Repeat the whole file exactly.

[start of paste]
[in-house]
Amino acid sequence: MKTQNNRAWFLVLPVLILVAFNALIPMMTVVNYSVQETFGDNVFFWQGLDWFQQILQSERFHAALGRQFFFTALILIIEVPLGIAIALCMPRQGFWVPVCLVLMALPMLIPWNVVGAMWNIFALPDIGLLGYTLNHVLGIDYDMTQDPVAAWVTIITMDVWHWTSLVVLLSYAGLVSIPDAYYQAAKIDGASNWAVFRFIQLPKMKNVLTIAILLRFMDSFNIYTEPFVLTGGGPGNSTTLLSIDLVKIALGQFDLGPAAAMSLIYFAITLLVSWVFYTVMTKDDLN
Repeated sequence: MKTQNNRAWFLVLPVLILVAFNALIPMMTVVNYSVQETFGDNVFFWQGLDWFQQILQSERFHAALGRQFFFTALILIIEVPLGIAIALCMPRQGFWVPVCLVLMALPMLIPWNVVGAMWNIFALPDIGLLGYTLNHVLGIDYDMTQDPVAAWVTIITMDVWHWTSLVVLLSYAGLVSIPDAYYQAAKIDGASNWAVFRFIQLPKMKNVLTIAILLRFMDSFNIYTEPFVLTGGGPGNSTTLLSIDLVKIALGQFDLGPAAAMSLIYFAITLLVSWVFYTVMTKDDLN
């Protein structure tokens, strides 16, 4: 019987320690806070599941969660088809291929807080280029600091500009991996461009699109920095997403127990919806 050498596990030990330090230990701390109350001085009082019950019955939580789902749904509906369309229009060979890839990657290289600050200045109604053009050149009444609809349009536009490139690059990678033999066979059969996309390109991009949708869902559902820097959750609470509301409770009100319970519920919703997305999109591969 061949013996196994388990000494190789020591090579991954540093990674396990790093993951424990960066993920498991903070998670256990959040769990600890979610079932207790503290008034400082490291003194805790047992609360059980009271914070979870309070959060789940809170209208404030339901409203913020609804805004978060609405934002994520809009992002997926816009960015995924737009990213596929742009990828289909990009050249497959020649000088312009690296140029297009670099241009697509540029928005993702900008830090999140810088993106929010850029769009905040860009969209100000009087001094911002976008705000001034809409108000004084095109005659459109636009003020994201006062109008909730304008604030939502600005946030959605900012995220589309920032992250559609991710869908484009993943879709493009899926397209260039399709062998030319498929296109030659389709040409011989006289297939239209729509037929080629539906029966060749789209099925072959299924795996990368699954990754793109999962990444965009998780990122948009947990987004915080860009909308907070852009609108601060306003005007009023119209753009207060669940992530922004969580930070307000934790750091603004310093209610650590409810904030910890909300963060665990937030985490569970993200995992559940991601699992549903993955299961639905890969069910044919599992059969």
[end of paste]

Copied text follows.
[in-house]
Amino acid sequence: MKTQNNRAWFLVLPVLILVAFNALIPMMTVVNYSVQETFGDNVFFWQGLDWFQQILQSERFHAALGRQFFFTALILIIEVPLGIAIALCMPRQGFWVPVCLVLMALPMLIPWNVVGAMWNIFALPDIGLLGYTLNHVLGIDYDMTQDPVAAWVTIITMDVWHWTSLVVLLSYAGLVSIPDAYYQAAKIDGASNWAVFRFIQLPKMKNVLTIAILLRFMDSFNIYTEPFVLTGGGPGNSTTLLSIDLVKIALGQFDLGPAAAMSLIYFAITLLVSWVFYTVMTKDDLN
Repeated sequence: MKTQNNRAWFLVLPVLILVAFNALIPMMTVVNYSVQETFGDNVFFWQGLDWFQQILQSERFHAALGRQFFFTALILIIEVPLGIAIALCMPRQGFWVPVCLVLMALPMLIPWNVVGAMWNIFALPDIGLLGYTLNHVLGIDYDMTQDPVAAWVTIITMDVWHWTSLVVLLSYAGLVSIPDAYYQAAKIDGASNWAVFRFIQLPKMKNVLTIAILLRFMDSFNIYTEPFVLTGGGPGNSTTLLSIDLVKIALGQFDLGPAAAMSLIYFAITLLVSWVFYTVMTKDDLN
């Protein structure tokens, strides 16, 4: 019987320690806070599941969660088809291929807080280029600091500009991996461009699109920095997403127990919806 050498596990030990330090230990701390109350001085009082019950019955939580789902749904509906369309229009060979890839990657290289600050200045109604053009050149009444609809349009536009490139690059990678033999066979059969996309390109991009949708869902559902820097959750609470509301409770009100319970519920919703997305999109591969 061949013996196994388990000494190789020591090579991954540093990674396990790093993951424990960066993920498991903070998670256990959040769990600890979610079932207790503290008034400082490291003194805790047992609360059980009271914070979870309070959060789940809170209208404030339901409203913020609804805004978060609405934002994520809009992002997926816009960015995924737009990213596929742009990828289909990009050249497959020649000088312009690296140029297009670099241009697509540029928005993702900008830090999140810088993106929010850029769009905040860009969209100000009087001094911002976008705000001034809409108000004084095109005659459109636009003020994201006062109008909730304008604030939502600005946030959605900012995220589309920032992250559609991710869908484009993943879709493009899926397209260039399709062998030319498929296109030659389709040409011989006289297939239209729509037929080629539906029966060749789209099925072959299924795996990368699954990754793109999962990444965009998780990122948009947990987004915080860009909308907070852009609108601060306003005007009023119209753009207060669940992530922004969580930070307000934790750091603004310093209610650590409810904030910890909300963060665990937030985490569970993200995992559940991601699992549903993955299961639905890969069910044919599992059969």